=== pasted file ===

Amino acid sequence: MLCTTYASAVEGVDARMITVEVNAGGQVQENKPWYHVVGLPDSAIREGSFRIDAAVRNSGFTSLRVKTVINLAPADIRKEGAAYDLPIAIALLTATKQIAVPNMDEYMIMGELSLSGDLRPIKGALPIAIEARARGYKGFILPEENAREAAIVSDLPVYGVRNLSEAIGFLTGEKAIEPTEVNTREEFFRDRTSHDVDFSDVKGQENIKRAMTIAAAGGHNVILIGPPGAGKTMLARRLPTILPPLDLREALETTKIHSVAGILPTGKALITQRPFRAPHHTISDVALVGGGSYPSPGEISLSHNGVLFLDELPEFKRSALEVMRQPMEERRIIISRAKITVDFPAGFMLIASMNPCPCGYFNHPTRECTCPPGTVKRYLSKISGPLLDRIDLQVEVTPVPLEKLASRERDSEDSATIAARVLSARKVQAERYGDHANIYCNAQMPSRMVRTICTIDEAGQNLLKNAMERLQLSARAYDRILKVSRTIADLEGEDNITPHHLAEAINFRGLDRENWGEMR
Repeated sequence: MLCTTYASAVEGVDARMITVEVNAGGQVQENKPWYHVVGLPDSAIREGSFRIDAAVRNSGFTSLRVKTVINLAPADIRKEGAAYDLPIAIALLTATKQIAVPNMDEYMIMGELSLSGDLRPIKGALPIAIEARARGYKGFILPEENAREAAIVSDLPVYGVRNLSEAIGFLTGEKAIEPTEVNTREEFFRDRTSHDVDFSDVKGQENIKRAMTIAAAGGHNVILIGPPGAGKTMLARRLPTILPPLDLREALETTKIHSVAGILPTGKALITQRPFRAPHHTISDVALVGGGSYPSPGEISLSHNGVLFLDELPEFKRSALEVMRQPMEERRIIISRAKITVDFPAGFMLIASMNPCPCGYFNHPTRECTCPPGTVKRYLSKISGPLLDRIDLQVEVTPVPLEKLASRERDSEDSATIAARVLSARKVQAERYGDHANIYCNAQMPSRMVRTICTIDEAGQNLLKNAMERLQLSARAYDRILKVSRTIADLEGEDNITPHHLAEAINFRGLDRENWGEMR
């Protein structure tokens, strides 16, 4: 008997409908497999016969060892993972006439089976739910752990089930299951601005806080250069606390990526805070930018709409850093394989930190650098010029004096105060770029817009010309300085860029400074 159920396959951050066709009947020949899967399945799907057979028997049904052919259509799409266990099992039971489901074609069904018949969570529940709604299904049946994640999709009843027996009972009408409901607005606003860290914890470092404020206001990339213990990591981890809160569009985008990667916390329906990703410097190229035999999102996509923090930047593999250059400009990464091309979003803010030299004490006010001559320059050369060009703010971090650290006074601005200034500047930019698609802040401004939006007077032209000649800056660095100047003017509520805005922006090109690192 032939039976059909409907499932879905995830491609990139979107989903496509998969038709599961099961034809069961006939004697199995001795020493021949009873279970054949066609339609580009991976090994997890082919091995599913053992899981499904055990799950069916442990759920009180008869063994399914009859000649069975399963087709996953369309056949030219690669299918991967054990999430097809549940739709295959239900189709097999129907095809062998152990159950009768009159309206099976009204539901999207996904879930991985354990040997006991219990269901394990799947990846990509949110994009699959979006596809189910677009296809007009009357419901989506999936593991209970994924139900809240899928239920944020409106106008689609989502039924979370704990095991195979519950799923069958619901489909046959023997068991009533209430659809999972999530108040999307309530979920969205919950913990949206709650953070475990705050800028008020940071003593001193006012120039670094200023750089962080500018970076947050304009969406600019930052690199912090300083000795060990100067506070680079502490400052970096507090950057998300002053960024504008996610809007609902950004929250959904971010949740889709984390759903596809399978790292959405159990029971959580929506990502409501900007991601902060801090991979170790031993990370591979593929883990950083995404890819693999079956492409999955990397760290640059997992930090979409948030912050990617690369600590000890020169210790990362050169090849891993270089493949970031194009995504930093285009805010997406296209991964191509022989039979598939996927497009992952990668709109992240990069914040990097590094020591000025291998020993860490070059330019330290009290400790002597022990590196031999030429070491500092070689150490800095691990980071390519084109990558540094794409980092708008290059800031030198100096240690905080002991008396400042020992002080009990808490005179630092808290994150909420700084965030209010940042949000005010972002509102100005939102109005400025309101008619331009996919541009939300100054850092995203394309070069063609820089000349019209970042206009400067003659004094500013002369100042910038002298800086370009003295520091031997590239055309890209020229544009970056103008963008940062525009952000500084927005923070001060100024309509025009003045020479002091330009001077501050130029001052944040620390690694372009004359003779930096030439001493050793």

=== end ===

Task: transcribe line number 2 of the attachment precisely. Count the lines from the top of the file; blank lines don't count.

Repeated sequence: MLCTTYASAVEGVDARMITVEVNAGGQVQENKPWYHVVGLPDSAIREGSFRIDAAVRNSGFTSLRVKTVINLAPADIRKEGAAYDLPIAIALLTATKQIAVPNMDEYMIMGELSLSGDLRPIKGALPIAIEARARGYKGFILPEENAREAAIVSDLPVYGVRNLSEAIGFLTGEKAIEPTEVNTREEFFRDRTSHDVDFSDVKGQENIKRAMTIAAAGGHNVILIGPPGAGKTMLARRLPTILPPLDLREALETTKIHSVAGILPTGKALITQRPFRAPHHTISDVALVGGGSYPSPGEISLSHNGVLFLDELPEFKRSALEVMRQPMEERRIIISRAKITVDFPAGFMLIASMNPCPCGYFNHPTRECTCPPGTVKRYLSKISGPLLDRIDLQVEVTPVPLEKLASRERDSEDSATIAARVLSARKVQAERYGDHANIYCNAQMPSRMVRTICTIDEAGQNLLKNAMERLQLSARAYDRILKVSRTIADLEGEDNITPHHLAEAINFRGLDRENWGEMR